Hallways: It’s not that hard.

Patrick Inman, Staff Writer

For years high-school students have had to deal with a major dilemma lurking among their lives: hallways.

A question that seems to enter every pre-pubescent child’s mind as he or she wanders the depths of school  goes as follows: Why do people not know how to walk in the hallway? There are far too many hindrances within the hallways.

Whether the obstacle is an awkward couple, walking slowly as they gaze into each others eyes, or someone texting and not paying attention to how slowly they are walking, whatever the case, these people need to be taught how to properly roam the halls.

Surely those reading have witnessed the mind-boggling incompetence of individuals in the halls. Fortunately, there is a solution.

Scott McGee, a senior at Seneca Valley high school, is a passionate advocate for this significant issue plaguing hallways everywhere. McGee has developed a revolutionary new system to “make hallways great again.”

McGee laid out the details to his unique plan, “Let’s start with the stairs. The stairwell fits an average width of four people. That means that two people can fit on each side. Think of each side having two lanes: the passing lane and the cruising lane. If you are alone, use the passing lane (left lane) to move faster, and use the cruising lane to move slower.  If two friends are walking up the stairs together, they must walk side-by-side at passing lane speed.”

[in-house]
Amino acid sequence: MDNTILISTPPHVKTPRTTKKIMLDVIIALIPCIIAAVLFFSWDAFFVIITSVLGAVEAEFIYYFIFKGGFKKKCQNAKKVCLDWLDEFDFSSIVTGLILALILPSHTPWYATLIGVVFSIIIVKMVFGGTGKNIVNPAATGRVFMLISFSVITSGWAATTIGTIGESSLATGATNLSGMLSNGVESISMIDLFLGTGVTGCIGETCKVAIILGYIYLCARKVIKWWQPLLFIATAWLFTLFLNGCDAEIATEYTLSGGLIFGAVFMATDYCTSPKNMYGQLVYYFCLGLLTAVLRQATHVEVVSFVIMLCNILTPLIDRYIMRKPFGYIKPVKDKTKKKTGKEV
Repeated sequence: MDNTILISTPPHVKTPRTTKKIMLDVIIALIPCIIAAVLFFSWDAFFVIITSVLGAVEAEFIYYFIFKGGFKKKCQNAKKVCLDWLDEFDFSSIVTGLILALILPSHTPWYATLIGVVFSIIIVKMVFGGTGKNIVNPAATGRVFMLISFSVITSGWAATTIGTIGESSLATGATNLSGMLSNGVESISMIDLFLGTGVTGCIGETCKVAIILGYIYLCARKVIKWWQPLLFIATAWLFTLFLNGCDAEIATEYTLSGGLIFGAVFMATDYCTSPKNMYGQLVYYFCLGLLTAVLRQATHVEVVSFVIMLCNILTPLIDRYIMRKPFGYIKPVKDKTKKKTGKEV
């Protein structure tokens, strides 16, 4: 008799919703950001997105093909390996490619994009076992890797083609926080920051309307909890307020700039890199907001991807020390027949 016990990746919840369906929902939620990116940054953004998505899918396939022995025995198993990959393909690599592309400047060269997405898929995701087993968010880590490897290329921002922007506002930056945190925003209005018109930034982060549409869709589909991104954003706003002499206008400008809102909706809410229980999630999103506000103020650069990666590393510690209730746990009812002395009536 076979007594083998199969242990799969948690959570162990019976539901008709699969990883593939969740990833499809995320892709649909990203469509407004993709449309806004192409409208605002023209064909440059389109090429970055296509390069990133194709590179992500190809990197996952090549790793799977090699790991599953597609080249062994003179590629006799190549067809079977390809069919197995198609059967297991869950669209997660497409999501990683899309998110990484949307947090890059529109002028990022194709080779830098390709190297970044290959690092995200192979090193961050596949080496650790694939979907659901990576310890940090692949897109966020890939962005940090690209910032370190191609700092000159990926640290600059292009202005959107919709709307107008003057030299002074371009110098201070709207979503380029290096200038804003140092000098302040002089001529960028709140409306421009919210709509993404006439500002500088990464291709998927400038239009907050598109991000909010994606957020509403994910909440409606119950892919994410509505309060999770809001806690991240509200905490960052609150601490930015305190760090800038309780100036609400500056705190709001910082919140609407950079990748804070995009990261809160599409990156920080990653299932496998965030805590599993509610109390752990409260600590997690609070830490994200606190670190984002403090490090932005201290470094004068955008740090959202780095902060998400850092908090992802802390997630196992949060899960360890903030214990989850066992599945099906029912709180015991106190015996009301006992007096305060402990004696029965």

McGee continued on, “Hallways are a different kind of battle. Keep the same concepts as the stairwell, but adjust due to size. SHS hallways have an average width of five people, which opens up what I call the turning lane. The turning lane is in the middle of both passing lanes, and is used for people who need to merge onto the other side of the hall. If a student wishes to get to the other side, they must wait until there is an opening, cross into the turning lane, and merge into the opposing passing lane. If there are three friends who want to walk side-by-side in the hall, well too bad. Never cruise in the turning lane. NEVER.” Incredible plan, indeed.

McGee is trying to gain support for his plan by outlining the major flaws within hallways today, and how he assures he will fix them. McGee will attempt to pitch his ideas to many local schools hoping that they will see how beneficial this will be for the hallways everywhere.

Even though there is no foreseeable date for when this plan will be implemented, it is comforting to know that a brave soul is fighting to make all of our lives better.